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Effects of music instrument lessons on brain plasticity, mood, and quality of life in Alzheimer patients

Project: Non-funded ProjectResearch

1/04/1731/03/21

Music has powerful effects on memory in patients with neurodegenerative diseases such as Alzheimer's disease (AD). However, although there is anecdotal evidence for beneficial effects of active music interventions in patients with AD, there is lack of high-quality research investigating this issue, and the cognitive, emotional, and social factors that contribute to potentially beneficial effects of music making in AD patients are largely unknown. In this research project, a group of AD patients who have learned a musical instrument during childhood and adolescence, but did not continue playing during their professional career, will undergo twelve months of instrumental music lessons specifically tailored for AD patients. Brain scanning (magnetic resonance imaging) will be used to determine the effects of music making on brain age, changes of brain morphology, and a potential slowdown of brain degeneration. We will also determine how these effects are driven by cognitive, emotional, and social aspects of the music intervention to further develop effective music therapy for AD patients. In addition, changes in the quality of life of patients and family members / family caregivers will be assessed. In cooperation with the Bergen municipality, and a strong network of national and international partners, the neurocognitive music therapy for AD patients will be put into action, involving training of music therapists, and communication of results to patients, patient groups, therapists, and the general public.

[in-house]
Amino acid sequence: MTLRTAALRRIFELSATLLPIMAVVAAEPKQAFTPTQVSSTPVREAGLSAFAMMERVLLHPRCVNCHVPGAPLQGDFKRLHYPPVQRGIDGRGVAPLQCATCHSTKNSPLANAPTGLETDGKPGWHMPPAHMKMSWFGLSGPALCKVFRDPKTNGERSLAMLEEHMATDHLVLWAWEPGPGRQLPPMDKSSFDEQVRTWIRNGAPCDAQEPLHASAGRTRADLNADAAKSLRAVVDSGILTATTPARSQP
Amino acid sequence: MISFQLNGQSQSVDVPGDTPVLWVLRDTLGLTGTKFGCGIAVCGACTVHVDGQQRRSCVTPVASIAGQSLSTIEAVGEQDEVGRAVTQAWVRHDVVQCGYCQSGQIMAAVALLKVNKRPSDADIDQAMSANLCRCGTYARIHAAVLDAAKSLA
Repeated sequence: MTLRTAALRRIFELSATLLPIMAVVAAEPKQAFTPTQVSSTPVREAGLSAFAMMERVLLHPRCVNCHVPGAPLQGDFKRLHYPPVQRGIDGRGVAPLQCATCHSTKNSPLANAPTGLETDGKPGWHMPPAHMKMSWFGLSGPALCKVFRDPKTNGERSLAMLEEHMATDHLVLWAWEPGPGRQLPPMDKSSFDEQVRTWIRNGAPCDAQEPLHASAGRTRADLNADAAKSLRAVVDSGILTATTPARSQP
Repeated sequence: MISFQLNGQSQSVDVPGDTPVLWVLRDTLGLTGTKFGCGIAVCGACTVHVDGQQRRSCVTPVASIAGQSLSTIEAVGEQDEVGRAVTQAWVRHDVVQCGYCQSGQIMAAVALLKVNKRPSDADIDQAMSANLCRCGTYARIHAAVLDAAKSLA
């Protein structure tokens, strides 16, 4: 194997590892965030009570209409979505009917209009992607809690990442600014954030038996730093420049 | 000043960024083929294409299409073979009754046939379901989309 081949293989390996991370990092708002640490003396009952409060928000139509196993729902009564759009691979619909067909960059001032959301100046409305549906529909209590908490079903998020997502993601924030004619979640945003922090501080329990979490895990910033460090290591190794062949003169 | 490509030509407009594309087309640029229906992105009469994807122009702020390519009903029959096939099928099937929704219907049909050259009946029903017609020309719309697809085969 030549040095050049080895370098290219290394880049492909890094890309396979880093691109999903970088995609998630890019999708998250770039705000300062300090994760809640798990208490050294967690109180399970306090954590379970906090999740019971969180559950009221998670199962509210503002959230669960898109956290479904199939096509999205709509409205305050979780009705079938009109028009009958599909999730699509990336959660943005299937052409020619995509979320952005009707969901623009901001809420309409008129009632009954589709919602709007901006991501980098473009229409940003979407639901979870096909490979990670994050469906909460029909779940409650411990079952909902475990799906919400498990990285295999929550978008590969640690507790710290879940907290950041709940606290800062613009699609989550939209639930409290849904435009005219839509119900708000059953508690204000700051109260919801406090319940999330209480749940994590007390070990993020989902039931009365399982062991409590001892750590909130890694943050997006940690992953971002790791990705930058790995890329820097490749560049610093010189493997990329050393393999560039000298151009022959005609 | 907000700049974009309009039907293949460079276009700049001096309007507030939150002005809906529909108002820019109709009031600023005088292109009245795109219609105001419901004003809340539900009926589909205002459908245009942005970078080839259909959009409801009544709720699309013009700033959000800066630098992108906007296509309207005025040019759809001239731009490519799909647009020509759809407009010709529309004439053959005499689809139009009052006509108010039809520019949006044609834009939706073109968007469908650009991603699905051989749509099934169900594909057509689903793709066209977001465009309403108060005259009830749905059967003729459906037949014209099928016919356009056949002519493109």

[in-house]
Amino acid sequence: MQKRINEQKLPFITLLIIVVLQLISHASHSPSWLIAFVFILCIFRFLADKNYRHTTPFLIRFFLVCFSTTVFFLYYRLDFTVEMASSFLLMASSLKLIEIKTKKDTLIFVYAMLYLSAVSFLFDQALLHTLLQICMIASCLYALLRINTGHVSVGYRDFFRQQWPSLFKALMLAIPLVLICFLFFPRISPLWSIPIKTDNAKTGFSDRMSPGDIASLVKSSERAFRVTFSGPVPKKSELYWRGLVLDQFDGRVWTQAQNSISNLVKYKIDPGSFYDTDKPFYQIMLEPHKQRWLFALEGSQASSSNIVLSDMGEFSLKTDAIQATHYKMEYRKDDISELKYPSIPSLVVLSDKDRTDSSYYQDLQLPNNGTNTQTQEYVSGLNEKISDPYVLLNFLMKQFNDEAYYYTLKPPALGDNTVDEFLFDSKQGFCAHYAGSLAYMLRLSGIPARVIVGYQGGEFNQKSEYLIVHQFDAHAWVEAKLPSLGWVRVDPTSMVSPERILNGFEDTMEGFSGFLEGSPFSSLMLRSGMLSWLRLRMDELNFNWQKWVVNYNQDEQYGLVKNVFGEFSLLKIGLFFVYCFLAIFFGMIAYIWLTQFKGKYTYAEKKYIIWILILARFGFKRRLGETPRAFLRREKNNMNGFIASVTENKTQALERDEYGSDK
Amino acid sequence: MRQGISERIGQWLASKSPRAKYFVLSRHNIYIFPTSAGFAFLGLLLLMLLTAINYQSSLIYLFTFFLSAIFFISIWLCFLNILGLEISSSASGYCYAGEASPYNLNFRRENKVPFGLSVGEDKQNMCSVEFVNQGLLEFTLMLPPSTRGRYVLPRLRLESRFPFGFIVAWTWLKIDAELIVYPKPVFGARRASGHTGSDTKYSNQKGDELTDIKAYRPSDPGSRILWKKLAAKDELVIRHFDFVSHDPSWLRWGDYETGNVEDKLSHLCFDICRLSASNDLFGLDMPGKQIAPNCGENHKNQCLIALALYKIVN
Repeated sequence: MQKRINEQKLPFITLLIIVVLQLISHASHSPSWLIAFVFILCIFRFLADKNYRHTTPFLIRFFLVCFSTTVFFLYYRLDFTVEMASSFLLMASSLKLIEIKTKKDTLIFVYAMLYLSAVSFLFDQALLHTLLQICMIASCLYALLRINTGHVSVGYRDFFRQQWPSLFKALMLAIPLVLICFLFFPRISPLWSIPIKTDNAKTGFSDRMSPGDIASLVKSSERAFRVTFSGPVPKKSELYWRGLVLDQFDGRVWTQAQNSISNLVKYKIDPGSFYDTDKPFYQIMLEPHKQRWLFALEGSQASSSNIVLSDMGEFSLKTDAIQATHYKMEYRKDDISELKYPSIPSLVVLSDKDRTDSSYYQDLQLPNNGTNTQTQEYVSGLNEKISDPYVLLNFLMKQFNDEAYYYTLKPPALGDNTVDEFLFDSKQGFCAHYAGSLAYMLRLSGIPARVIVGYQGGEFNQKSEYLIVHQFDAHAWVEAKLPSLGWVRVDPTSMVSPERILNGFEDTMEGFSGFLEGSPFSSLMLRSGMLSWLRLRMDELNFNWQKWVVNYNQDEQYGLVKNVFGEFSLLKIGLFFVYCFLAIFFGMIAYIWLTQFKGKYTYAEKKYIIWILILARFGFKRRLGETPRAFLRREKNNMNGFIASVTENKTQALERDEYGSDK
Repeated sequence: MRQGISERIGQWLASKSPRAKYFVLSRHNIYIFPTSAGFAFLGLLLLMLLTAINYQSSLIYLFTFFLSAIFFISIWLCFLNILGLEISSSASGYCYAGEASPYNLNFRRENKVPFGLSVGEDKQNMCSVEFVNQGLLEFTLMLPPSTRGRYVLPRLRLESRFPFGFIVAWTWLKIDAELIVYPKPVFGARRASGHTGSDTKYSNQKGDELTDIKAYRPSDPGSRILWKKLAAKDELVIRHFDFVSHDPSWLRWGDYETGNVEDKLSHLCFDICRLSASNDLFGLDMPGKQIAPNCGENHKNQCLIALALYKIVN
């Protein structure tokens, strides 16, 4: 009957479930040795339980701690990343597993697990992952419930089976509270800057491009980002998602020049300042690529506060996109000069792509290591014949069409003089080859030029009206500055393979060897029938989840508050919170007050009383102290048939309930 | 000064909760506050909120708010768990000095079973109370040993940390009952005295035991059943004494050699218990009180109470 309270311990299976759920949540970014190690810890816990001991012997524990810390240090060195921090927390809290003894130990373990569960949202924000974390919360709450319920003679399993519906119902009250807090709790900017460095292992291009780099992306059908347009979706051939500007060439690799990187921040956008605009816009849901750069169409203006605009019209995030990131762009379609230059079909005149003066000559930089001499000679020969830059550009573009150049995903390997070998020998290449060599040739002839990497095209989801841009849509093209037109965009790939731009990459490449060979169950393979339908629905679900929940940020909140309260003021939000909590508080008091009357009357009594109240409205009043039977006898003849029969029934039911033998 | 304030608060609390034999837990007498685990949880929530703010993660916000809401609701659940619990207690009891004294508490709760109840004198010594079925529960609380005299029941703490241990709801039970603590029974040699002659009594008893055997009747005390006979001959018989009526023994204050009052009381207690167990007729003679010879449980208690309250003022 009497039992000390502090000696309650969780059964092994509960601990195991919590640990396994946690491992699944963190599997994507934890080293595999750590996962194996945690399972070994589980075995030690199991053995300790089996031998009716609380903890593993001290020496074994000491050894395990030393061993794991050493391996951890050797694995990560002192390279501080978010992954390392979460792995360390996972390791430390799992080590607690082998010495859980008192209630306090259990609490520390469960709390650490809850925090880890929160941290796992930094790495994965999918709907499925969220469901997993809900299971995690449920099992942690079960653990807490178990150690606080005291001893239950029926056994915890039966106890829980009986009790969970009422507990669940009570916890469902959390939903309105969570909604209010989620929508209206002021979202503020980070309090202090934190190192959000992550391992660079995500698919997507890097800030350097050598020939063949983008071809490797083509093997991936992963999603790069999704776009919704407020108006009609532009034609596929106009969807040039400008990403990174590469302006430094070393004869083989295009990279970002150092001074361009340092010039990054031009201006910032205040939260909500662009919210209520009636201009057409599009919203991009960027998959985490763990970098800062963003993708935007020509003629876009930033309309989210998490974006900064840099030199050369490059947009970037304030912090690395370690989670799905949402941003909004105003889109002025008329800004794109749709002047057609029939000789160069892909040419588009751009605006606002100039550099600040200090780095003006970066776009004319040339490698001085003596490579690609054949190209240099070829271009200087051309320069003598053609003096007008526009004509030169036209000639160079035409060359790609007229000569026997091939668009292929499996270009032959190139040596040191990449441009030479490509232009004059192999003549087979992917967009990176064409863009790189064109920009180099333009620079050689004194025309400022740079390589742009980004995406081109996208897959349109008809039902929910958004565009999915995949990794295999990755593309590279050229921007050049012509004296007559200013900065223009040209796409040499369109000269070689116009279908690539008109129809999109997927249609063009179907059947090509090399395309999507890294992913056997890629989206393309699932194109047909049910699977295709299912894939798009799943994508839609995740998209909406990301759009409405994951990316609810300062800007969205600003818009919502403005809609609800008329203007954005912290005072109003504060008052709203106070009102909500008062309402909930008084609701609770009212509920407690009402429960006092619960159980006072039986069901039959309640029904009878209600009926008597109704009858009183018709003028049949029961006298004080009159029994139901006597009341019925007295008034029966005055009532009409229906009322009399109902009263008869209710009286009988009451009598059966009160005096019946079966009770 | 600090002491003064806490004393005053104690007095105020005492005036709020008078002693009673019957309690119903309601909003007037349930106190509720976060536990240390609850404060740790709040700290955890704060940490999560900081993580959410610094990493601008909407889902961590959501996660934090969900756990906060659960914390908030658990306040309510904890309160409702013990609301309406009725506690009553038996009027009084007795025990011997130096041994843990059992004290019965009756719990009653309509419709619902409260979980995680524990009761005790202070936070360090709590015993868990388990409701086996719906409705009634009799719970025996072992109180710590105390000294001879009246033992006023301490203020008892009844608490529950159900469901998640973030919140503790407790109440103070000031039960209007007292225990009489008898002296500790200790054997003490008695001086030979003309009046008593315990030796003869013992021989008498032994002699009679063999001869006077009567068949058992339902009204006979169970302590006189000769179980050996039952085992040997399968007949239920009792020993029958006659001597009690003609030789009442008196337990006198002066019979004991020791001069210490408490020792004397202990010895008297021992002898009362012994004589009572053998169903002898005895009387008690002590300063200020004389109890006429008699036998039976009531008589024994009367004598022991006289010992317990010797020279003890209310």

Note

Research Council of Norway Project No. 260576. 14.1 million Kroner (~£1,342,000)